Except from KEEP UBER OUT BY TIM BOUSQUET
There’s been a renewed push for allowing Uber to operate in Halifax.
The pressure began to amp up in August after Corporate Research Associates (CRA) published the results of its “Urban Report” poll result, which found that 67 per cent of respondents in Halifax supported the introduction of Uber-like services. CRA did not say if Uber financed that portion of the poll.
Then, last week, Uber actively campaigned to get people to support Uber in a survey hosted by the city, reported Paul Palmeter for the CBC:
“We’ve used various ways, e-mail, social media, to let them know HRM is seeking their feedback,” said Chris Schafer, Uber Canada’s public policy manager. The deadline to complete the survey is Oct. 11.
Uber has sent that link to thousands of HRM residents who have used the Uber App in other places.
So much for a fair representation of citizens’ views.
But even without Uber placing its corporate thumb on the scale, it’s clear that a lot of people want Uber. But a lot of people want a lot of things; that doesn’t make them good policy.
I have no objection to Uber’s technology. Technology isn’t the issue here. (Casino Taxi’s app is great.) What’s at stake is driver pay and standards. On the latter, Globe & Mail editorialist Eric Andrew-Gee wrote a heart-wrenching account of the death of his friend Nick Cameron, who had used an Uber car to get to Pearson airport:
At first, the driver went the wrong way – east, away from the airport, all the way to Spadina. When he finally got turned around, he suggested taking city streets, rather than the highway. Nick and Monika urged him to take the Gardiner Expressway, by far the fastest route.
After a few minutes, the driver’s phone fell off his dashboard. He was using the phone’s GPS to navigate, so he pulled over. The shoulder at that part of the Gardiner, near Royal York Rd., is narrow — barely a car wide. People don’t pull over there unless their car has broken down.
When the driver had retrieved his phone, he merged back into traffic, apparently without checking his mirrors. A BMW smashed into them from behind. The rear left side of the Uber, where Nick was sitting, bore the brunt of the impact.
Nick was taken to the hospital without vital signs.
Andrew-Gee goes on to explain that safety training requirements for ride-share and taxi drivers have been abolished because Uber entered the market:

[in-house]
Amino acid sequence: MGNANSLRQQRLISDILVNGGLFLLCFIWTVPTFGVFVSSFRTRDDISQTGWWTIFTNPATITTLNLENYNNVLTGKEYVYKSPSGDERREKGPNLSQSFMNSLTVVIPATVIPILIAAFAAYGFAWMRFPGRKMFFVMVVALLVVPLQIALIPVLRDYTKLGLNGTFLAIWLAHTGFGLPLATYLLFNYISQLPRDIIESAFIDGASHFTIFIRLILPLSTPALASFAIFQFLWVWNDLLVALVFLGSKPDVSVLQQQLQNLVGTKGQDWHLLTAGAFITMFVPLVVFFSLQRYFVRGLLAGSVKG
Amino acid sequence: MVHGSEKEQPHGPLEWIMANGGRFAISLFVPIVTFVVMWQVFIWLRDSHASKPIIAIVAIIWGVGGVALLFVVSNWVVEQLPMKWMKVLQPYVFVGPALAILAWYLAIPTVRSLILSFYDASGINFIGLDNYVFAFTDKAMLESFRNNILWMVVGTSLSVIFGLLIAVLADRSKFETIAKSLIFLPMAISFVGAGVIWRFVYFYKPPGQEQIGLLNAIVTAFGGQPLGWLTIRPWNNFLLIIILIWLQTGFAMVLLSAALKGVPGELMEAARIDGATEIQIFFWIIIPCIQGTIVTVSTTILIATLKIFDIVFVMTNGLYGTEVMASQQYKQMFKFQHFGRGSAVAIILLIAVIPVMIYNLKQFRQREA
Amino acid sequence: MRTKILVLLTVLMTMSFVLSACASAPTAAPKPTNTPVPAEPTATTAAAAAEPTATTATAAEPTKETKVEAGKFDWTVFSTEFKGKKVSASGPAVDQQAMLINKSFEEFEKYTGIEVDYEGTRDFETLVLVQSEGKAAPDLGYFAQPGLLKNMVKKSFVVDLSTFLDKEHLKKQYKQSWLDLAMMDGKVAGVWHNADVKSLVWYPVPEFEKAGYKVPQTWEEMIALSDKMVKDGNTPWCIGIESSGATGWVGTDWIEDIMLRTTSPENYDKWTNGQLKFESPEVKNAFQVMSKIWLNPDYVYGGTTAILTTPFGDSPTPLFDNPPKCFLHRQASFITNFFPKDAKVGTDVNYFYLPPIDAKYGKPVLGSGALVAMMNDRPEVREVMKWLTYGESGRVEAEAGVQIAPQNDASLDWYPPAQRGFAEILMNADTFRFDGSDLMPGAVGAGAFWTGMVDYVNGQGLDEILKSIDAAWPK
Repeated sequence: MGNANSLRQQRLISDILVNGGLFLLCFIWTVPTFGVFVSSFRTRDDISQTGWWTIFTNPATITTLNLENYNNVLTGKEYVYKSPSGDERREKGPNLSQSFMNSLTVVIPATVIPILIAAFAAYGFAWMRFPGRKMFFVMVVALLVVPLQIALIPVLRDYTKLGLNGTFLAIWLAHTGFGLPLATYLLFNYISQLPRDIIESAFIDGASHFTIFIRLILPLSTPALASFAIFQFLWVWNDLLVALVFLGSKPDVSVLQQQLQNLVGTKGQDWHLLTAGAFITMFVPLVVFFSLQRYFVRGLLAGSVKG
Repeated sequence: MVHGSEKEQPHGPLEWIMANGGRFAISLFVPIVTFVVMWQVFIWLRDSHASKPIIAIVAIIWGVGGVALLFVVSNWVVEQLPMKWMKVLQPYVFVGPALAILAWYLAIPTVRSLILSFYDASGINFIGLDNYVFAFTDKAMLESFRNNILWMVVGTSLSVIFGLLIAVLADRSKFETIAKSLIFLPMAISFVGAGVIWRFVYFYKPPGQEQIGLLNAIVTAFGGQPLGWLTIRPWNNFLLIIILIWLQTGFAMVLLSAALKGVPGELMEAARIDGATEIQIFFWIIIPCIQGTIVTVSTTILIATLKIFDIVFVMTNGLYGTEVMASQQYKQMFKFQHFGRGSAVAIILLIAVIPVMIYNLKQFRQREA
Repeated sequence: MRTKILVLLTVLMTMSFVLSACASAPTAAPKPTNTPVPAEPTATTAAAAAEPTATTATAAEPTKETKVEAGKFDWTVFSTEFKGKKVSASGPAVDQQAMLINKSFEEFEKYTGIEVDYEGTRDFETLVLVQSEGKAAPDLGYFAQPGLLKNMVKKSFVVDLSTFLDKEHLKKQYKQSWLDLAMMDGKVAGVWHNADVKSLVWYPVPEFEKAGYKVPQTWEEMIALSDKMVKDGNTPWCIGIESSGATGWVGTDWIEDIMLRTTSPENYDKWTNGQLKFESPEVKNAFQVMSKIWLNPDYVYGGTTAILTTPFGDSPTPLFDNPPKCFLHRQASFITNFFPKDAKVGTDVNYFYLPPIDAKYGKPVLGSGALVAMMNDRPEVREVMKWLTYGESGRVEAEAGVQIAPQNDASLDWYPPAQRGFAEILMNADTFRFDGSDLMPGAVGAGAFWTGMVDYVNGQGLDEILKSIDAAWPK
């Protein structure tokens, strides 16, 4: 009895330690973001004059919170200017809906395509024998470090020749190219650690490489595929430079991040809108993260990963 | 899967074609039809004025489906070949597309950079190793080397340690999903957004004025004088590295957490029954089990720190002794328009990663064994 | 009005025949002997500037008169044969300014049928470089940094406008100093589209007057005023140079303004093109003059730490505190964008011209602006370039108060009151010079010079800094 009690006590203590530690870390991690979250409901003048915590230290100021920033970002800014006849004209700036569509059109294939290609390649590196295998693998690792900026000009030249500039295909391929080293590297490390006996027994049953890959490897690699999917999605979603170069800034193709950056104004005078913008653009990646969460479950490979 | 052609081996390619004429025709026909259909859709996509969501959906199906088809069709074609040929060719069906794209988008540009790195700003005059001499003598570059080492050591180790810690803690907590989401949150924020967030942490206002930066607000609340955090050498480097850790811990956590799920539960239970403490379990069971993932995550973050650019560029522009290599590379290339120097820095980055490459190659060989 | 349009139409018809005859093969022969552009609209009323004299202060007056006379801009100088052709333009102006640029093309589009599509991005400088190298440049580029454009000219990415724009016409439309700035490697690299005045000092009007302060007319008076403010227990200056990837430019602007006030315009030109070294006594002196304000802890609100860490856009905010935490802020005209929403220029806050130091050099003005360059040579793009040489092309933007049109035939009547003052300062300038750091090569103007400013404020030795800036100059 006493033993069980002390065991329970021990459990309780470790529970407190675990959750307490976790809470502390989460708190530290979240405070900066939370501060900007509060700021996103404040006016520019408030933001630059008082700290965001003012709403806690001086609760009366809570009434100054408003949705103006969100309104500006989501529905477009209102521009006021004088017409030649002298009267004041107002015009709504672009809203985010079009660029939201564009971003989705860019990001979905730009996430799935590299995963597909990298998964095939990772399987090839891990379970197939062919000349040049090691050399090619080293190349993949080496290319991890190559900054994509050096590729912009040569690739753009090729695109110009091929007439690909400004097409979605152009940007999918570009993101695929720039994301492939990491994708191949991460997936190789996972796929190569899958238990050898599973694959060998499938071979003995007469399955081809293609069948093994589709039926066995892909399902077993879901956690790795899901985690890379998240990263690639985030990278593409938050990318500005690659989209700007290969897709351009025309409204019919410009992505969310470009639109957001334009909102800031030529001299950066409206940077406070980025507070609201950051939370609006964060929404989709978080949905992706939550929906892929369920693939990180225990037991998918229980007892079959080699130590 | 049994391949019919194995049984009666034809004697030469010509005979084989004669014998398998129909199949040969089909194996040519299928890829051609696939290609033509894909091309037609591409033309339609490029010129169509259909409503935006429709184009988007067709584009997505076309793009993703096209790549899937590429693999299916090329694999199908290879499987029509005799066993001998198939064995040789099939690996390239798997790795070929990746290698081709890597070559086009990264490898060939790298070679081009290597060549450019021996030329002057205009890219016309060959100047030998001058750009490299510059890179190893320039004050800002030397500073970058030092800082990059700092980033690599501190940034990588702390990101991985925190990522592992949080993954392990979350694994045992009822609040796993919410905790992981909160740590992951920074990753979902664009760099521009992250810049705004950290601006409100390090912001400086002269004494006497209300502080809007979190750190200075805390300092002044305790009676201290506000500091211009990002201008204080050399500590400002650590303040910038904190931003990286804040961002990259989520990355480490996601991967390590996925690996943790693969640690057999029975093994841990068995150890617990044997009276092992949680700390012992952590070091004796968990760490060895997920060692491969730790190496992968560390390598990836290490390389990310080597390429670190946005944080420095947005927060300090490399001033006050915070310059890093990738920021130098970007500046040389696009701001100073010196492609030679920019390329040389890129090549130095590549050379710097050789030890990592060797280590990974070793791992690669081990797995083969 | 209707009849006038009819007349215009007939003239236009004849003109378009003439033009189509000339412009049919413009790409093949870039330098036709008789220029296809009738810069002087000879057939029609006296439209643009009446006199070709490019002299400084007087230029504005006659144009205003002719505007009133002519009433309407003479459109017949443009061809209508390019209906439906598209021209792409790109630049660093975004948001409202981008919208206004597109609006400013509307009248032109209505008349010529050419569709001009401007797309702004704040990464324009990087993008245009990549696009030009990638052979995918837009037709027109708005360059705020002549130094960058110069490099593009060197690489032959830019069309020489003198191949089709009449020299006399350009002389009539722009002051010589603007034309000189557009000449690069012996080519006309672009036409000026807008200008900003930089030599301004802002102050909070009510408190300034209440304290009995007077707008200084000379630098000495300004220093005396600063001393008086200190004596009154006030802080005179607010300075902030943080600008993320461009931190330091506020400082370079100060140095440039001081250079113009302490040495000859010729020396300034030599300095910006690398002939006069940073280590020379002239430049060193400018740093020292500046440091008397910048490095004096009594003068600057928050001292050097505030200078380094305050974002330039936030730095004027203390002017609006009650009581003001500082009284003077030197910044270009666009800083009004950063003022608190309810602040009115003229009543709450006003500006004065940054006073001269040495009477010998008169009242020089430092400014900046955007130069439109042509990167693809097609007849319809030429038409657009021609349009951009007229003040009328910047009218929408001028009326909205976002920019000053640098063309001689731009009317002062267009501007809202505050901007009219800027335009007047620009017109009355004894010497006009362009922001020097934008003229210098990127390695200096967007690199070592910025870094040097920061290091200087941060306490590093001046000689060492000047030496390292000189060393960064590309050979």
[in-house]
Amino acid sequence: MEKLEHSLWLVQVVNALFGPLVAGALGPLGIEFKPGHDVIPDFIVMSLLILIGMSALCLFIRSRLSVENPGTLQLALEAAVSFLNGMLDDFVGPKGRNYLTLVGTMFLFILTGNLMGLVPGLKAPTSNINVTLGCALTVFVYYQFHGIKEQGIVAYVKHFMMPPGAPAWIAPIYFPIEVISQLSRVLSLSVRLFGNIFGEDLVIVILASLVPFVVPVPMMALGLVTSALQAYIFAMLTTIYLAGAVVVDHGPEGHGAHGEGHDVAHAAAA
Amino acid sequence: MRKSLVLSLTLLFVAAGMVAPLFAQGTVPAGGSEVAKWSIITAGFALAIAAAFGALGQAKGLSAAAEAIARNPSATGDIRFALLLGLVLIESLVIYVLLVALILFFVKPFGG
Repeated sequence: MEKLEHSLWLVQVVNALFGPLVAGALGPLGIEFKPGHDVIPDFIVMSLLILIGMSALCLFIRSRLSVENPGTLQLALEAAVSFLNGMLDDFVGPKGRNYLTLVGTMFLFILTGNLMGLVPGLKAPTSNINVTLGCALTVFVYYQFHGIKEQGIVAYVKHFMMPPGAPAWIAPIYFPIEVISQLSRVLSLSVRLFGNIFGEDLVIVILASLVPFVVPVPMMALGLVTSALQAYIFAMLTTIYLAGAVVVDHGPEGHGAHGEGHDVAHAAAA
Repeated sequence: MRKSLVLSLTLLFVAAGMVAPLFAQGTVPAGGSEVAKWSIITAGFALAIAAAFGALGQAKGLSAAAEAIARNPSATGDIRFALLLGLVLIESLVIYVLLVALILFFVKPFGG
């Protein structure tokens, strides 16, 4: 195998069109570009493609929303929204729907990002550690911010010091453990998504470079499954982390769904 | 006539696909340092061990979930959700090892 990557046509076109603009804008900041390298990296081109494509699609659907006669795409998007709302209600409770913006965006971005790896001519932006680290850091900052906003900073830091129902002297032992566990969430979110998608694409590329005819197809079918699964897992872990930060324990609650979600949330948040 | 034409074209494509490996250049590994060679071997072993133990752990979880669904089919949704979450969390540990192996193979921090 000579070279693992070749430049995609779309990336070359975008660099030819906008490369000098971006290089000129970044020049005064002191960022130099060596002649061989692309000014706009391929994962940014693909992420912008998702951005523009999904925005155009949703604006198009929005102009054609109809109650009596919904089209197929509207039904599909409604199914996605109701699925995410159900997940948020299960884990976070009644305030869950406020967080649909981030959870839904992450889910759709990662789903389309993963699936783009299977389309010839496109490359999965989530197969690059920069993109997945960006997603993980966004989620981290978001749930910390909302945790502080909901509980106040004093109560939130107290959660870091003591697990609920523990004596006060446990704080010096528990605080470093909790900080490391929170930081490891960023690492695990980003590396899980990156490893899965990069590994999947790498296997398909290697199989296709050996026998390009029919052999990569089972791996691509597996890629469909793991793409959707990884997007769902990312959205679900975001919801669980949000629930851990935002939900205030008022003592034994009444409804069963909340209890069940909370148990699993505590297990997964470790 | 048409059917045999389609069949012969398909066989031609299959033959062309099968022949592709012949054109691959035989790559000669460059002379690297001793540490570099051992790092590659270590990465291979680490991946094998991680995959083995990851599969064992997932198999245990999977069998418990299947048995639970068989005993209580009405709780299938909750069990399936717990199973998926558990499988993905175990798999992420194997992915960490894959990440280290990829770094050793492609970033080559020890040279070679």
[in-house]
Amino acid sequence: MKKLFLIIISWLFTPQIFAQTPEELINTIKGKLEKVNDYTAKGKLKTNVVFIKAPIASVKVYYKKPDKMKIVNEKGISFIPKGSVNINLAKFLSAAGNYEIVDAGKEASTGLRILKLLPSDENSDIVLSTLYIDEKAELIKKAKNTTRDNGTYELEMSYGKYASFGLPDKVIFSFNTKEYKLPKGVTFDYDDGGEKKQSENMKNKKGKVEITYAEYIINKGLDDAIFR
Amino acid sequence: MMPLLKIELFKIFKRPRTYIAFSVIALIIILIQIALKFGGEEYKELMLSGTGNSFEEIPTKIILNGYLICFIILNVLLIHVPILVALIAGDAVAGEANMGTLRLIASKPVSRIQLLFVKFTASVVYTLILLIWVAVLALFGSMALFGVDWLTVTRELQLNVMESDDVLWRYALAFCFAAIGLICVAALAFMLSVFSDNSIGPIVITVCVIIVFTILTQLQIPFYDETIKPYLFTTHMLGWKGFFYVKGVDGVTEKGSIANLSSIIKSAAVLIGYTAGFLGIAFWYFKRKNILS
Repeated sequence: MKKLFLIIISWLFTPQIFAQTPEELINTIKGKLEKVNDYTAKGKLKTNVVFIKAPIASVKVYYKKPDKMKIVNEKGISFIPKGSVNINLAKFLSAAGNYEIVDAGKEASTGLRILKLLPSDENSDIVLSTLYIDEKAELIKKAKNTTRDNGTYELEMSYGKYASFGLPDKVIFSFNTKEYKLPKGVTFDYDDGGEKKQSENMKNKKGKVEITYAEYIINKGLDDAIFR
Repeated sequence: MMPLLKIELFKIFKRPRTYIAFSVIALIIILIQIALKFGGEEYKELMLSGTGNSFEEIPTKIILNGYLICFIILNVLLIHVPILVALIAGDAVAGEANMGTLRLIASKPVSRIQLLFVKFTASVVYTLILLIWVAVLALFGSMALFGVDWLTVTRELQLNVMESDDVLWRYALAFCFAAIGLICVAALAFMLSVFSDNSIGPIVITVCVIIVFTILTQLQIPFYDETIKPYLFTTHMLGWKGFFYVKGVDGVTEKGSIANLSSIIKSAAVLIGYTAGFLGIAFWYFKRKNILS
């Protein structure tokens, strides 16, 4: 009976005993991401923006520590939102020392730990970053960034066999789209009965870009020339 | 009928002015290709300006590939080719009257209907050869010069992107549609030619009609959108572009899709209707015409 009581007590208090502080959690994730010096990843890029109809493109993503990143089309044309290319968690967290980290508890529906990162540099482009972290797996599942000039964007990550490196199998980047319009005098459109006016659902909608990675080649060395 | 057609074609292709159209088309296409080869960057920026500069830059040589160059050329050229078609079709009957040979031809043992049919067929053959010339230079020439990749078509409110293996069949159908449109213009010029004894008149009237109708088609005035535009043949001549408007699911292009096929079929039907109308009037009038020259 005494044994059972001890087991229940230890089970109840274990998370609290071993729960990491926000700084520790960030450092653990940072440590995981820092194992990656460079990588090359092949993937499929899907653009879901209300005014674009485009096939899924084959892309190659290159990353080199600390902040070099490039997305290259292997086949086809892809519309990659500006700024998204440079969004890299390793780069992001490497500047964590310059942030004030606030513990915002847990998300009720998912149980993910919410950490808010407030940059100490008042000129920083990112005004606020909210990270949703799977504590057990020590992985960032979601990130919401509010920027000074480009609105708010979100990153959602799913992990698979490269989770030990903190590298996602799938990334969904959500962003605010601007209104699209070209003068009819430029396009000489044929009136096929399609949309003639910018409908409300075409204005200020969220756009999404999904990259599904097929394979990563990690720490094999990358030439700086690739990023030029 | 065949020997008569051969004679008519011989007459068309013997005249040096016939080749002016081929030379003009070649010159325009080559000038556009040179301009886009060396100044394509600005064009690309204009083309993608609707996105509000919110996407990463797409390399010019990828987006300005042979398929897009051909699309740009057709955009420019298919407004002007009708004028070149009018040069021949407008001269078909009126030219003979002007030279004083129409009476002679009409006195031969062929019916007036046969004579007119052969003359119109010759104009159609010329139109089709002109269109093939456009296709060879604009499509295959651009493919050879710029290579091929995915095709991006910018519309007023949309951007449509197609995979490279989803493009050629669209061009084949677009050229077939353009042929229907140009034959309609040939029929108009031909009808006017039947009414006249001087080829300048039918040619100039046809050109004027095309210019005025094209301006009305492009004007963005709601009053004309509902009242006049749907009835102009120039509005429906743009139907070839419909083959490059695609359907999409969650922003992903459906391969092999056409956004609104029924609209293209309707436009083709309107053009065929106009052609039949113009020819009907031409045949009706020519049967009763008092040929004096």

It turns out there isn’t any [safety training]. In the negotiations over Uber’s regulation two years ago, the city tried to placate cab companies worried about competition by levelling safety standards down, rather than up. That is, instead of imposing the same rules on Uber that the taxi firms faced, it eliminated most of the rules for everyone. A mandatory 17-day safety training course for cabbies was scrapped.
Now, ride-share chauffeurs in Toronto need only a regular driver’s licence, fewer than nine demerit points, no overdue by-law fines and no major criminal convictions or road infractions to their name.
Toronto’s peer cities all have more demanding safety regimes. In places as disparate as Montreal, Calgary, Chicago and New York, ride-share drivers have to undergo roughly the same combination of in-class safety lessons, written exams and road tests as taxi drivers. The length and stringency varies, but they all have some degree of training.
These cities have rejected Uber’s logic, which says the company offers lifts from friendly amateurs, not professional drivers, and that quality control can be maintained by a driver rating system that lets riders dole out stars for performance.
Nick’s case shows how flawed that thinking is. Being an Uber driver is demanding. You’re often working long shifts, during rush hour or at odd times of day; plying unfamiliar routes and navigating by GPS, which takes your attention away from the road; stopping and starting frequently to let out passengers; distracted by strangers in the back seat; and with the pressure of making good time to pick up the next fare. Given all these challenges, shouldn’t ride-share drivers be the best on the road?
I won’t detail the pay issues here, except to note that taxi driving has been the long-established route in particular for immigrants to gain a foothold in their adopted country; with Uber, that route no longer exists because the pay is shit.
I have friends and relatives driving for Uber. They think it brings a bit of extra income. I think they’re bad at math.
As I’ve pointed out before, Uber has offloaded all its costs — the drivers buy their cars and pay for their gas and maintenance. As contractors, there’s the issue of business insurance, or more to the point, the absence of business insurance, which may ultimately end up bankrupting many of them.
(This, incidentally, is why Uber’s hope for driverless cars is delusional, even if the technology somehow works out. Now, the company gets its drivers to pay for capital costs, maintenance, fuel, insurance, and labour. With driverless cars, the company itself will absorb all those costs and still expects to turn a profit. How does that make sense? If I could short Uber driverless car stock, I would. But I digress.)
It doesn’t make financial sense to drive for Uber except in the sense that you need money today, even if it means you’re essentially trading future costs for today’s income.
Sure, there’s a frightening large pool of desperately poor people out there who will take any work for even ultra-low wages, but surely we can do better than this.
Also, too, Uber is a horrible company.